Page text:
One of my co-workers at home said to me before I left in 2005 to do my Masters, that Victoria is one of the best universities for commerce studies in New Zealand. This has been proved to me through the School of Management's level of commitment to their research students, including following-up on progress, which shows that they want to get the best performance possible out of us.
Leichelle Pompey (Ngāti Maniapoto)
Tourism and Māori Business
My initial decision to study at Vic was simple and practical -- it is close to home and I heard that the BTM was a really cool course to study and it wasn’t offered by Massey. Now that I’m here I’m happy that I did choose Vic; my lecturers are really cool individuals who have a passion for teaching and I’ve received such tremendous support from Te Putahi Atawhai Mentoring network and Tapuwai Tahi. Both groups have definitely made my first year much easier and less stressful. However, although I’m part of the Māori support network, I don't ever feel any different to the students around me in my lectures. There is a lot of support for all students, not only Māori.
My desire to succeed definitely comes from the support I also receive from my family. Both my parents are school teachers and they not only know the value of an education, but what it's like to be a uni student. I don't have any specific plans for the future because I'd much rather leave my options open to a number of possibilities, and right now I'm focused on learning new things and completing my degree.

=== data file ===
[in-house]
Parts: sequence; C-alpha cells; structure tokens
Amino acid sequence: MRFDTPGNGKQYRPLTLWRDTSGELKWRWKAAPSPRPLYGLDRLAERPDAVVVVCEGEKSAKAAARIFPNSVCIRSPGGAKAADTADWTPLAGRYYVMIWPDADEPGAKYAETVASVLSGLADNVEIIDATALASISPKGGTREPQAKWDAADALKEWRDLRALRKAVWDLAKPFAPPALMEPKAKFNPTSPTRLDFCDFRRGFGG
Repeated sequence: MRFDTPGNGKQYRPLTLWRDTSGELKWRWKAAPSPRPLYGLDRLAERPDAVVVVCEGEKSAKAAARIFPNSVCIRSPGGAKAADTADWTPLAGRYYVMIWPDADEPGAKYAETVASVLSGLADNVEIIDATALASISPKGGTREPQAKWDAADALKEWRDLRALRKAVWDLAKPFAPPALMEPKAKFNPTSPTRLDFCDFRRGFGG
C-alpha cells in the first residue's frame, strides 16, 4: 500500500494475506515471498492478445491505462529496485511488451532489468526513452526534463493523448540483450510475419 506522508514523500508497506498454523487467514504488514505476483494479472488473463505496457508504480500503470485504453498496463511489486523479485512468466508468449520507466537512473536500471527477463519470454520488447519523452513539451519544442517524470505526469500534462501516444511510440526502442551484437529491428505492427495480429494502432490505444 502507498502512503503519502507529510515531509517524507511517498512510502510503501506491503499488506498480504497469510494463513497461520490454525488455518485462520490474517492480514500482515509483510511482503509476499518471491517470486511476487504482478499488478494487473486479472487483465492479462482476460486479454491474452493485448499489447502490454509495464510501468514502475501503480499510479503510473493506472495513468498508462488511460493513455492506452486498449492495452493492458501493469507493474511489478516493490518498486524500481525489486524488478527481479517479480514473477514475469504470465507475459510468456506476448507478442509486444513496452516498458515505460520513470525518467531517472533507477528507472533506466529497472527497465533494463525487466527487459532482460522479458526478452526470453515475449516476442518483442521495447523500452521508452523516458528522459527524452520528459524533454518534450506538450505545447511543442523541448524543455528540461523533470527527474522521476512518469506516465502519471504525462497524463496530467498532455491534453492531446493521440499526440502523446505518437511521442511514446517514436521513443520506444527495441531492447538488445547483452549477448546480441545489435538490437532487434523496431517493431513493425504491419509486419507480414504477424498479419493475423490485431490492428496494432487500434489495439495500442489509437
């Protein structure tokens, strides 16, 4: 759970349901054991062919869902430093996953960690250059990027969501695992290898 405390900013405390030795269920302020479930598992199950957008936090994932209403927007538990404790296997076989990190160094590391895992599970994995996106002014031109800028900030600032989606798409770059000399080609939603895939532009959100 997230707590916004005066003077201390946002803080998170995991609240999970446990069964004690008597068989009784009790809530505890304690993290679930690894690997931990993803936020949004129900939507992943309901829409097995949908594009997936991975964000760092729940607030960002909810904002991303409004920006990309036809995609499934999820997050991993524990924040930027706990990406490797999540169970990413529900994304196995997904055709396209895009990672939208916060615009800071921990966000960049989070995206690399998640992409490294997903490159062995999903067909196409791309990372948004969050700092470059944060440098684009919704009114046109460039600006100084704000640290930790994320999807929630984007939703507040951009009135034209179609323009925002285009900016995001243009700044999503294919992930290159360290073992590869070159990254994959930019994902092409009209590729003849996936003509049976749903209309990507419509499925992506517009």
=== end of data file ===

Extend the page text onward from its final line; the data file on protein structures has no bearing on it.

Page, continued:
Talosaga Talosaga (Samoa)
I first became interested in Economics at college while studying science and politics. It brings the logical analysis and empiricism from science and applies it to the ‘human’ or more ‘real world’ issues that politics is interested in, and the mixture definitely appeals to me.
I value very highly my time at University, and the ability to learn from great lecturers. I’ve received academic, financial and personal support from Victoria University services like Student Learning Support Services, Student Finance and Student Health, and also volunteered as a Te Pūtahi Atawhai mentor which gave me the opportunity to support others.